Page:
The 2020 Election and Latin American Politics

Another event I had the opportunity this semester was a discussion of potential effects of the US presidential on Latin American politics. This event was also hosted by Dr. Kenney and featured two guest speakers in Dr. Paolo Moreira and Dr. Rossana Castiglioni. This event occurred only 10 days after the election (November 13th), so the exact outcome of the election remained very uncertain. Additionally, the speakers were simply offering projections on potential changes in American policy toward Latin America – as such, the ideas discussed in this post should be considered in that context.

            Now, given President-elect Biden’s stark policy contrasts with President Trump, it is reasonable to imagine that there will be changes in America’s policy toward Latin America. Among other things, the panelists anticipated that US diplomatic efforts would place greater emphasis on developing democratic institutions and ensuring human rights. However, they noted that given the vast asymmetries in power between the US and Latin American countries, it is unlikely that there will be massive changes in US policy toward Latin America.

            The panelists did note that there might be a few areas of policy change, though they warned against any expectation of dramatic changes from the pre-Trump era norms. For instance, they hypothesized that immigration rules would return to “normal” and that the US would make Amazon protections a diplomatic priority.            

One final observation made by the panelists was that the US election highlighted the instability that exists even within the US political system. While the instability and uncertainty in Latin American governments are far greater than we experienced in the past election, it still gives us a taste of the ease with which uncertainty can be introduced into the political process.


Trust in the Government and COVID-19

It’s easy for me to lose sight of the full scale of COVID-19’s effect on the world. Having personally experienced it in Germany and EU as well as the US, I frequently forget that COVID has affected all nations around the world. One event, hosted by Dr. Charles Kenney and featuring guest speakers Gilberto Hochman and Rossana Castiglioni, highlighted the worldwide effects of COVID-19 for me by describing the situations in Brazil and Chile.

Essential to understanding the full effects of COVID-19 in South America in general is the political unrest and corruption that characterizes much of the political discussion in these countries. Having grown-up in America – the longest-lasting (and arguably most stable) democracy currently in existence – it’s difficult for me to fully appreciate the uncertain political situation of these nations. As Dr. Hochman and Dr. Castiglioni note, this political instability has only been exacerbated by the pandemic.

            Dr. Gilberto Hochman, author of “The Sanitation of Brazil: Nation, State, and Public Health, 1889-1930,” discussed the history of vaccinations in Brazil and related this history to the public’s current opinion regarding the COVID-19 vaccines. Brazil, when under a military dictatorship in the early 1970s, was one of the last strongholds of smallpox in the world. However, Brazil, assisted by the WHO, actually eradicated smallpox through mandatory vaccinations, despite being under despotic rule. Support for vaccines in Brazil has been fairly consistent, being guaranteed by the government by the “United Health System,” established in 1988.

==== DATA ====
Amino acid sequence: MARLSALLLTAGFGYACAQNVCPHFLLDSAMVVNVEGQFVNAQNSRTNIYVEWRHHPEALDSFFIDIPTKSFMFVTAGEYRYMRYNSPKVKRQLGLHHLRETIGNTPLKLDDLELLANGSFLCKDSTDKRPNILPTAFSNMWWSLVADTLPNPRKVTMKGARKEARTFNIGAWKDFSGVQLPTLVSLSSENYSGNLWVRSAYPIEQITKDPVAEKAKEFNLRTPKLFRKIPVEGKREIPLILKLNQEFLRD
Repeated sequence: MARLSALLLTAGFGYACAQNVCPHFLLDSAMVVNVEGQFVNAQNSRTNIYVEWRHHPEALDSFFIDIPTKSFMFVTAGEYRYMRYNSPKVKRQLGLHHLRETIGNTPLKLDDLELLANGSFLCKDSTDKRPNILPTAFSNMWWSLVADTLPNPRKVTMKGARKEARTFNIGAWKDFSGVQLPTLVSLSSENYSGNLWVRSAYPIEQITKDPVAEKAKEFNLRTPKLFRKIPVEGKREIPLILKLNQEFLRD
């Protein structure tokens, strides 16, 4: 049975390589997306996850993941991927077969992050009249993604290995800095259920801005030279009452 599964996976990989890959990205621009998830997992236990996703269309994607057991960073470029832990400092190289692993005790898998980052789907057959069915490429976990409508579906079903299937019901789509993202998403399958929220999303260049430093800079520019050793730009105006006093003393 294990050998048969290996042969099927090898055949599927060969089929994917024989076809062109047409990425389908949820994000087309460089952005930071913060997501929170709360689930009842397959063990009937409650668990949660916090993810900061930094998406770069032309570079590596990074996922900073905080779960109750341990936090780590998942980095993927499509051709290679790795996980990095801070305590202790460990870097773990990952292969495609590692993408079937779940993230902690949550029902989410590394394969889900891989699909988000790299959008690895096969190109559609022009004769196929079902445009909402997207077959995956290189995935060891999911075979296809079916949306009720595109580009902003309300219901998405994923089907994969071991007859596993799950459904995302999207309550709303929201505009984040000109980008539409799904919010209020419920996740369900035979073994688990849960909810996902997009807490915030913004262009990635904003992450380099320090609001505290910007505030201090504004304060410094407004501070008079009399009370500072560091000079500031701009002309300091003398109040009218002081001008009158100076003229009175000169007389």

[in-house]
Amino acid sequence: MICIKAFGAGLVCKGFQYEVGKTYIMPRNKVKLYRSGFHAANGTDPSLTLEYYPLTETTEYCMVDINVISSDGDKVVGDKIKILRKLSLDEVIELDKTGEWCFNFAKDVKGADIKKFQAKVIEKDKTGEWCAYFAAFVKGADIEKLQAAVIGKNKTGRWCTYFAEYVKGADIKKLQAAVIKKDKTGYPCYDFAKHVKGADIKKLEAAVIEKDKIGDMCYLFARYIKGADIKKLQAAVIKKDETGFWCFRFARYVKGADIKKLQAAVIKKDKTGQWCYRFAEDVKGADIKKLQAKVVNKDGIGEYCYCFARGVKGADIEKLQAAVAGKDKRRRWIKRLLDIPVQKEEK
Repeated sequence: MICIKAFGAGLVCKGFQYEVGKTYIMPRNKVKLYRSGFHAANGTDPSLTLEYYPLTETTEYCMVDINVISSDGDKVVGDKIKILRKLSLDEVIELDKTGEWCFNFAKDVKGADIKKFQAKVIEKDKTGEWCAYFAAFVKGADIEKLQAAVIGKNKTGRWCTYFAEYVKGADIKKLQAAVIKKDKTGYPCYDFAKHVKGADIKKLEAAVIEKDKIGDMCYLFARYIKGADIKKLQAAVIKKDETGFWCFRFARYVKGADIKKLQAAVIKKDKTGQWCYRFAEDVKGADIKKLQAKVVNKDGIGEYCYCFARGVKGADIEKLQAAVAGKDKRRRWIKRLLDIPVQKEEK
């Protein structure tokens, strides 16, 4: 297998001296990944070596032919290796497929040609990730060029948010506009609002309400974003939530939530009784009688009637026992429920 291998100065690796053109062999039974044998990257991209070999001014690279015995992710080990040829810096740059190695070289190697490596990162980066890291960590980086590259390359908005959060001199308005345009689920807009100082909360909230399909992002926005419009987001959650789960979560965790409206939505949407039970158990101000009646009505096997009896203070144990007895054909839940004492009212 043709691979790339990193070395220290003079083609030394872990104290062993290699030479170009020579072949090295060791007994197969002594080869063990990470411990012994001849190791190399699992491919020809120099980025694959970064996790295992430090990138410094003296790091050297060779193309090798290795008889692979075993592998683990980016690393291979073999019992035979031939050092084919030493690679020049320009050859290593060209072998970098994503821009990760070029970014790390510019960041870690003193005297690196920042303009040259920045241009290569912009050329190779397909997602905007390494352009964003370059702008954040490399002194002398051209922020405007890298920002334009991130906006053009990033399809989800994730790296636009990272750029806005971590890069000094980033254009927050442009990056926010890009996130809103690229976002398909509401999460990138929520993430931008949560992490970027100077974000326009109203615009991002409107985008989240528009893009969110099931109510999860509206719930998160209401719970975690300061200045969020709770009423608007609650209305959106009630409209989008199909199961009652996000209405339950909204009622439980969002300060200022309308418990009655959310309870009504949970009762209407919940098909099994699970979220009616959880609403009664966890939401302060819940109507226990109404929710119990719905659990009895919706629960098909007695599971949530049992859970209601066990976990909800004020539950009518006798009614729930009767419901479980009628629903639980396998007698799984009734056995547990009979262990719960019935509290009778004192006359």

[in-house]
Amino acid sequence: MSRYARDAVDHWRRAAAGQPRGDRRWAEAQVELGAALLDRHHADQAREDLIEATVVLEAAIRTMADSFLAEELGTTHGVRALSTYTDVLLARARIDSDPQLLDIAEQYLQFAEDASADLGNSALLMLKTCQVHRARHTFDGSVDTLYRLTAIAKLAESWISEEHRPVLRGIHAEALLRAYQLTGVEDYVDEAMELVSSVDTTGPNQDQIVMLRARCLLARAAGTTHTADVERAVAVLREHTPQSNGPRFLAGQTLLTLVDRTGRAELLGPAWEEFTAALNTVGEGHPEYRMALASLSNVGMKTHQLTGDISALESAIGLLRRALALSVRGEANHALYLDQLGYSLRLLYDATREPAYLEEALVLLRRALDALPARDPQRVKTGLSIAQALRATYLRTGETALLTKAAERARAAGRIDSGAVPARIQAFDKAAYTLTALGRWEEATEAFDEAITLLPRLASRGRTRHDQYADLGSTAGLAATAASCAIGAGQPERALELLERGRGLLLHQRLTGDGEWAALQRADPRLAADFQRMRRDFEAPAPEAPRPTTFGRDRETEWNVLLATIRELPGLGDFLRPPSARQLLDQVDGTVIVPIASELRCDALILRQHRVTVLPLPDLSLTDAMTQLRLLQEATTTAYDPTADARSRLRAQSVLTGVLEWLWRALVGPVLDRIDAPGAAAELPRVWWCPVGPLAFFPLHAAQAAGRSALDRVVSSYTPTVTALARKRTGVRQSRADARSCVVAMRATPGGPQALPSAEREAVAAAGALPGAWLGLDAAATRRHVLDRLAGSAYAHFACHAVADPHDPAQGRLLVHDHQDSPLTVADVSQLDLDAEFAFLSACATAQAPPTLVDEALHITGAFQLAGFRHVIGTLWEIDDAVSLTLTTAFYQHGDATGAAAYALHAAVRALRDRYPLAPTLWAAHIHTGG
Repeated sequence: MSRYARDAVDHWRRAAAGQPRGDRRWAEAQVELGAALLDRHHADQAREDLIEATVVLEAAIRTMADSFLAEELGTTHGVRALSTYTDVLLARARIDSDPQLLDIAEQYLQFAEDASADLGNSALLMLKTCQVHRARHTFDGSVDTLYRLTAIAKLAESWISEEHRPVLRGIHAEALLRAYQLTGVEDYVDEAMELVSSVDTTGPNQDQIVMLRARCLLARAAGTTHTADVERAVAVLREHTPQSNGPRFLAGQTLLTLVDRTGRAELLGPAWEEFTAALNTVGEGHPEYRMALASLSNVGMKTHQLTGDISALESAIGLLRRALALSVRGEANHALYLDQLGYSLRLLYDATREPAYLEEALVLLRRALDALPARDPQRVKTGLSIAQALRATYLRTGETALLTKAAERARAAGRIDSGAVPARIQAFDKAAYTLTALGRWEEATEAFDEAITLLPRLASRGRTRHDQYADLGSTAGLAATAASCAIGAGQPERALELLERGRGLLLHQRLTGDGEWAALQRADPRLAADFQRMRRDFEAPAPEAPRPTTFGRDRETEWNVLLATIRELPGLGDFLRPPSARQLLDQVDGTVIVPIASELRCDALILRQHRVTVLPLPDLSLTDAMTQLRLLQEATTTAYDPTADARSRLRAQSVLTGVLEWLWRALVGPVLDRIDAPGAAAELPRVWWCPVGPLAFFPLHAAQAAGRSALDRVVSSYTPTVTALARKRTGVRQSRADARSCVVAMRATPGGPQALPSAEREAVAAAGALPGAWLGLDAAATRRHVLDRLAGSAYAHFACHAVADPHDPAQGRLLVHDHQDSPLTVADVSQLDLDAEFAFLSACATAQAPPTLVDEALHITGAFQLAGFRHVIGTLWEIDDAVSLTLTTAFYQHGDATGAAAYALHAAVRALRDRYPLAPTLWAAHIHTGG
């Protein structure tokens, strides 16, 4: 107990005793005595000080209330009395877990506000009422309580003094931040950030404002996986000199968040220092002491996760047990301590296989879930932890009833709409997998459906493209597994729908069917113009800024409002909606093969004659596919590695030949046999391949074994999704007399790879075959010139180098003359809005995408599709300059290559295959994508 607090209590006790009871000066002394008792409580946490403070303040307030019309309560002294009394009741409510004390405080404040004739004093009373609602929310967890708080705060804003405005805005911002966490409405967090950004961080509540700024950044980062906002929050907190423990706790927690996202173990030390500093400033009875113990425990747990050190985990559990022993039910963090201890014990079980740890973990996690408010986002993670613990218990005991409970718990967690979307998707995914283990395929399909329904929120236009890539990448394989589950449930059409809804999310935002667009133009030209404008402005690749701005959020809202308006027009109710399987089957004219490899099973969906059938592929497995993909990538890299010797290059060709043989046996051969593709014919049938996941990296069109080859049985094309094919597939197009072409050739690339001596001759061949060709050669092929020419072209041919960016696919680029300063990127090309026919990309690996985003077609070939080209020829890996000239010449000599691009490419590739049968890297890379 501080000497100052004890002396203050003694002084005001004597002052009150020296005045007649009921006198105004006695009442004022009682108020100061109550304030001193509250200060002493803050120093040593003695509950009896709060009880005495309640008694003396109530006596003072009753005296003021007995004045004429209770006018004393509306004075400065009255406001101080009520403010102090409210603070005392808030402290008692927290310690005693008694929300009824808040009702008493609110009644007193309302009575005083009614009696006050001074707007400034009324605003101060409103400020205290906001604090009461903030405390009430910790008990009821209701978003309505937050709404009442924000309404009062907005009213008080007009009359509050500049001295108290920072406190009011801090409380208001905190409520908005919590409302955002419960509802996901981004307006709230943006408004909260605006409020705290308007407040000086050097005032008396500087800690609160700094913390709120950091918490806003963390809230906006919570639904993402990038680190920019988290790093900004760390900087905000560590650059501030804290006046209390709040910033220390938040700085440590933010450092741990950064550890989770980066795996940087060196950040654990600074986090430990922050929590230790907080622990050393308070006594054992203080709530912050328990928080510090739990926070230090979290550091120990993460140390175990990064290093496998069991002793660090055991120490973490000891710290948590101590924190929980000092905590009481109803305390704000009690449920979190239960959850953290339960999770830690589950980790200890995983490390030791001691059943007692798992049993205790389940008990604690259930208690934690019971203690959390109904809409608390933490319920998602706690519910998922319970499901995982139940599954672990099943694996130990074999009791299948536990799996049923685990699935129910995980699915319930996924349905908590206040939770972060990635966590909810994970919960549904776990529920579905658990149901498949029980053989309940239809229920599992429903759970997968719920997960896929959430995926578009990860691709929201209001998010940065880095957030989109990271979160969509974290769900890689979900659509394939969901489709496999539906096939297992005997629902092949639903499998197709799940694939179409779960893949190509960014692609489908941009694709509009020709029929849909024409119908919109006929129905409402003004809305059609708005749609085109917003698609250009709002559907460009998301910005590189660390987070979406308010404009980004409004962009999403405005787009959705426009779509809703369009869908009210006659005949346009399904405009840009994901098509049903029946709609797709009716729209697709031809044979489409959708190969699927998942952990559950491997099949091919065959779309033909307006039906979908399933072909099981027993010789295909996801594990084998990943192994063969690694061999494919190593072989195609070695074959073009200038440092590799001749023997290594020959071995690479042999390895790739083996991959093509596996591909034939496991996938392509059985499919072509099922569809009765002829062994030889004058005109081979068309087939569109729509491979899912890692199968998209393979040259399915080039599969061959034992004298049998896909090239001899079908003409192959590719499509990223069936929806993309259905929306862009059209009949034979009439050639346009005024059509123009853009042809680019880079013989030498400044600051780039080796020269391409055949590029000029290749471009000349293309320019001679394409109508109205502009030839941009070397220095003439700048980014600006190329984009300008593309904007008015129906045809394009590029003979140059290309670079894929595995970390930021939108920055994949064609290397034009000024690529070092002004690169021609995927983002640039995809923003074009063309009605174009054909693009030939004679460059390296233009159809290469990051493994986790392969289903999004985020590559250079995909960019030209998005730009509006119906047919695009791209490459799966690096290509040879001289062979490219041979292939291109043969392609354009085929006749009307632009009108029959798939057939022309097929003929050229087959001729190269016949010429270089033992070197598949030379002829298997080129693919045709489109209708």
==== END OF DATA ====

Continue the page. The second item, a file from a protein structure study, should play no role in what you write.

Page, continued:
Unfortunately, under President Bolsonaro, immunization coverage rates, along with public trust in the government, have plummeted in recent years. This drop in coverage has occurred despite widespread support for the public health system in Brazil. However, popular support for a COVID-19 vaccine appears tenuous given President Bolsonaro’s mixed messaging on vaccine distribution, distrust in government, and a vocal anti-vaxxer minority. Further, given the decrease in vaccine coverage, the government’s ability to effectively distribute the vaccine is far from certain.

            The situation in Chile shares several similarities with circumstances in Brazil, but has led to rather more dramatic results. Where public trust in government has declined in Brazil, the COVID-19 pandemic and inadequate government response has destroyed popular support for the existing government. Surprisingly, Chile is among the most prosperous (in GDP per capita) countries in South America, yet its people are among the most dissatisfied. This dissatisfaction has prompted calls for a constitutional convention to completely rewrite their constitution. Dr. Castiglioni notes that any new government formed during this time (and a new government is needed) will lack long-lasting legitimacy. She discussed how the gap between Chilean expectations from government and the realistic realities will make the creation of an enduring, legitimate government virtually impossible during the COVID-19 pandemic.            

The examples of Chile and Brazil highlight in stark terms the critical role of trust in the government as it relates to pandemic mitigation. While this lesson can still be seen in the United States (where states with greater adherence to social distancing and masking ordinances generally fared better), the true consequences of distrust in the government (or illegitimate, corrupt, political processes) are much more clearly seen in Brazil and Chile.